Walter Scott Westerman, also named Walter Scott Napoleon Bonaparte Westerman and Jerome Bonaparte Walter Scott Westerman, was born with his twin brother Wallace (James Stewart Wallace Westerman) on January 26, 1855 in Riga, Michigan. After graduating from Evans Business School in 1874, Walter married Emma Sizer (1853-1939), and they had a total of nine children. He was admitted to the bar at the age of 21 and would later be admitted to practice in the Supreme Court of Michigan and in the United States Supreme Court. Walter worked as a civil servant and lawyer throughout his lifetime, serving as City Attorney for Adrian, and also serving in several fraternal organizations. He was active as a Mason, moving up to Commandery of Knights Templar, in the International Order of Odd Fellows in which he was Grand Master of Michigan and representative to the Sovereign Lodge, and in the Grand Army of the Republic where he became Commander. On two occasions Walter ran for Governor of Michigan on the Prohibition ticket. In 1901 he was granted a preacher’s license in the Methodist Episcopal Church. He closed his professional career as legal advisor for 17 years to the Consumers (Commonwealth) Power Company.
The 10 children of Walter and Emma included my grandfather Harold Longfellow Westerman. “Papa” was born April 2, 1887 in Adrian, Michigan where he lived throughout his childhood. He married Elizabeth Stanley Boyd (1888-1929) and their three children included my aunts Dorothy and Marguerite. Papa came close to becoming a professional athlete, having been offered the opportunity to play for the Detroit Tigers, but his unwillingness to work on Sunday kept him from accepting the offer. After grandmpther Elizabeth’s death in 1929, Papa married Eleanor and had a son Clifford (1935-2005). Although he spent his early years working for the YMCA and as a farmer, after the Great Depression Papa found work in a variety of sales positions. His health began to fail in the 1940’s, and he lived with my parents briefly in Michigan. He retired not long after, eventually moving to Iron Mountain near his son Clifford where he lived until his death in 1979.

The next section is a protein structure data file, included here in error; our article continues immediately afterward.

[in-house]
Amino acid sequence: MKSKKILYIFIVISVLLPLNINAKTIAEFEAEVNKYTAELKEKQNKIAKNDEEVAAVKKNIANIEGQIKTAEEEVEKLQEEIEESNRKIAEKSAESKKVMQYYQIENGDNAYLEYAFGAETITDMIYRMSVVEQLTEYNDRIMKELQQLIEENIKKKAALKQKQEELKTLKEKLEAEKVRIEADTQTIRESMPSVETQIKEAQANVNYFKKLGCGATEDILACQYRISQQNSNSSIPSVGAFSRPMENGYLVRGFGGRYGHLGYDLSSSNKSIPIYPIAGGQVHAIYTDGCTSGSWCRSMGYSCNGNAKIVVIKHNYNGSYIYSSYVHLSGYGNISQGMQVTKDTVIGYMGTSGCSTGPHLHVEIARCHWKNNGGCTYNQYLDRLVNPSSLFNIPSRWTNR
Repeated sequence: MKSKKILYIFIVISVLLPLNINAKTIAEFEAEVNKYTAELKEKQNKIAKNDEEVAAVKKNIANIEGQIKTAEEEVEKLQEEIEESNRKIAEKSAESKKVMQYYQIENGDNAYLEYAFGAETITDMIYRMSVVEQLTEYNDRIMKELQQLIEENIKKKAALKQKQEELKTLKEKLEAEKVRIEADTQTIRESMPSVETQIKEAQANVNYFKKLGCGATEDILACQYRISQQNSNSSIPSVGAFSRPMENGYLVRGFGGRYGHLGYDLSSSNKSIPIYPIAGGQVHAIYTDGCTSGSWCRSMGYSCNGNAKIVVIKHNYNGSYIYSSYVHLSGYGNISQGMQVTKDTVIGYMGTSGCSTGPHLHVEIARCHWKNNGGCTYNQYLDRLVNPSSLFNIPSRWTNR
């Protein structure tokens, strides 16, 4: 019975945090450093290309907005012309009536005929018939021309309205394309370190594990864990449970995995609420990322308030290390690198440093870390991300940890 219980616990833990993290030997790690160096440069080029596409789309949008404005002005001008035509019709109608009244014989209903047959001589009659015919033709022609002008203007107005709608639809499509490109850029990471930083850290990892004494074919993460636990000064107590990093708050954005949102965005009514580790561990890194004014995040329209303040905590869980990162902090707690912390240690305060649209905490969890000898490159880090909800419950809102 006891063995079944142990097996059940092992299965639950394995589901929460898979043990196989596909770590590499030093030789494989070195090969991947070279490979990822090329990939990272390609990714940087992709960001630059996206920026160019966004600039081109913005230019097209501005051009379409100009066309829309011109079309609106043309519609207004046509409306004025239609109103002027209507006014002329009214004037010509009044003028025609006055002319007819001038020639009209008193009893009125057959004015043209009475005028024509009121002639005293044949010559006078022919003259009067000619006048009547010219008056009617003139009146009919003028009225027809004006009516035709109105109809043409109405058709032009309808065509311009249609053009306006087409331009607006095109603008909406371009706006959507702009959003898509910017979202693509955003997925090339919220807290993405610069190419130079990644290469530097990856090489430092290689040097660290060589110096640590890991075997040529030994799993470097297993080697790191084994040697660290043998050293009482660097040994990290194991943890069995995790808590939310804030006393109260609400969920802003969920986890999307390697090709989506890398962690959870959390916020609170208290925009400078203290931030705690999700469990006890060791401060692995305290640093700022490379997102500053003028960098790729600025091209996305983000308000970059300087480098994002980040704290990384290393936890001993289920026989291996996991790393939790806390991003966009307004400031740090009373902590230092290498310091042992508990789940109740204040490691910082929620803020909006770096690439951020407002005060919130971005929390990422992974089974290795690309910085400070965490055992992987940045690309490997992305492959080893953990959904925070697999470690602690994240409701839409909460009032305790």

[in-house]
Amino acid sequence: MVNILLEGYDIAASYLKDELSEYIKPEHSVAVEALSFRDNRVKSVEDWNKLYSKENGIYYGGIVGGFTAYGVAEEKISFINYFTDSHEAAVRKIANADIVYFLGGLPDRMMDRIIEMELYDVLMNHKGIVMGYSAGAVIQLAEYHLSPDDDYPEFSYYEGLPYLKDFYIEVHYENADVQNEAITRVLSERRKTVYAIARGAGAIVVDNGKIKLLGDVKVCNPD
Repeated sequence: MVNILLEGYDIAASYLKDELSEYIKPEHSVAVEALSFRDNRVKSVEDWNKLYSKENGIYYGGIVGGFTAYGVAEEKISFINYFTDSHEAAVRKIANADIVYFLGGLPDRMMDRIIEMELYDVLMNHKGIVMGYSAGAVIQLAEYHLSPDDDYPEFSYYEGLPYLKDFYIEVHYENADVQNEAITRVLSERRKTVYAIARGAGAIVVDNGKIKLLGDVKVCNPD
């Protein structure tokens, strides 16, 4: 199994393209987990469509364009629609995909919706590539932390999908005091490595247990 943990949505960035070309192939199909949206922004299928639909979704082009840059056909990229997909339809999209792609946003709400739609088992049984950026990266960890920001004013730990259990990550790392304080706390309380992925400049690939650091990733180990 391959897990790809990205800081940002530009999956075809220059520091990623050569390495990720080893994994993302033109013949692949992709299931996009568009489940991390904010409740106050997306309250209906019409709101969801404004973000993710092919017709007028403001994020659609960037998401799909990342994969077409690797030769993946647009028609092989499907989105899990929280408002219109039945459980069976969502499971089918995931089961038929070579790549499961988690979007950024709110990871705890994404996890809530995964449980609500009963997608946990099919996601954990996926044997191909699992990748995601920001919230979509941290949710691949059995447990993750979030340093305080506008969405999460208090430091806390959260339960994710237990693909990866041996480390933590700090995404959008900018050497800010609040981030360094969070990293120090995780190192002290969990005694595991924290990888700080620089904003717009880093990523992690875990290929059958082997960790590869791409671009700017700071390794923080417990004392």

My father, Harold Scott Westerman, was born in 1917 in Adrian, Michigan. Before reaching the age of two, he moved with his parents to live on a wheat farm outside Belpre, Kansas (population 225). After 8 years in Kansas, my Dad’s family moved to Lamar, Colorado to run a small farm, and it was there that my grandmother Elizabeth died in 1929. Two years later, my Dad and his two sisters moved with their father back to Adrian, Michigan to live in the old Westerman homestead where Papa had been raised. It was in Adrian where he graduated from high school before enrolling at the University of Michigan in Ann Arbor in 1937.
My Dad met my Mom, Shirley Martha Mackey, in 1938 in ann Arbor where she was studying nursing at the university. They married in 1940 and went on to have four children: Sandra Jean in 1941, Pamala Kay in 1944, me in 1946, and Gary Scott in 1948. We all moved to Maine in 1049 where Dad worked for 30+ years at the University of Maine, coaching and serving as athletic director. During those years he and my Mom bought and operated Wavus Camps as well, eventually retiring to Florida in the mid-80s.
Dad learned the real estate business and sold properties in Florida into his eighties. After he and Mom moved briefly to Maine, they returned to their Florida home where Mom became mysteriously sick and died in 2007 at the age of 89. Dad moved back to Orono shortly after that. After a stroke in January of 2009, he lived at the title Dirigo Pines Retirement Community until his death on December 17, 2011 at the age of 94.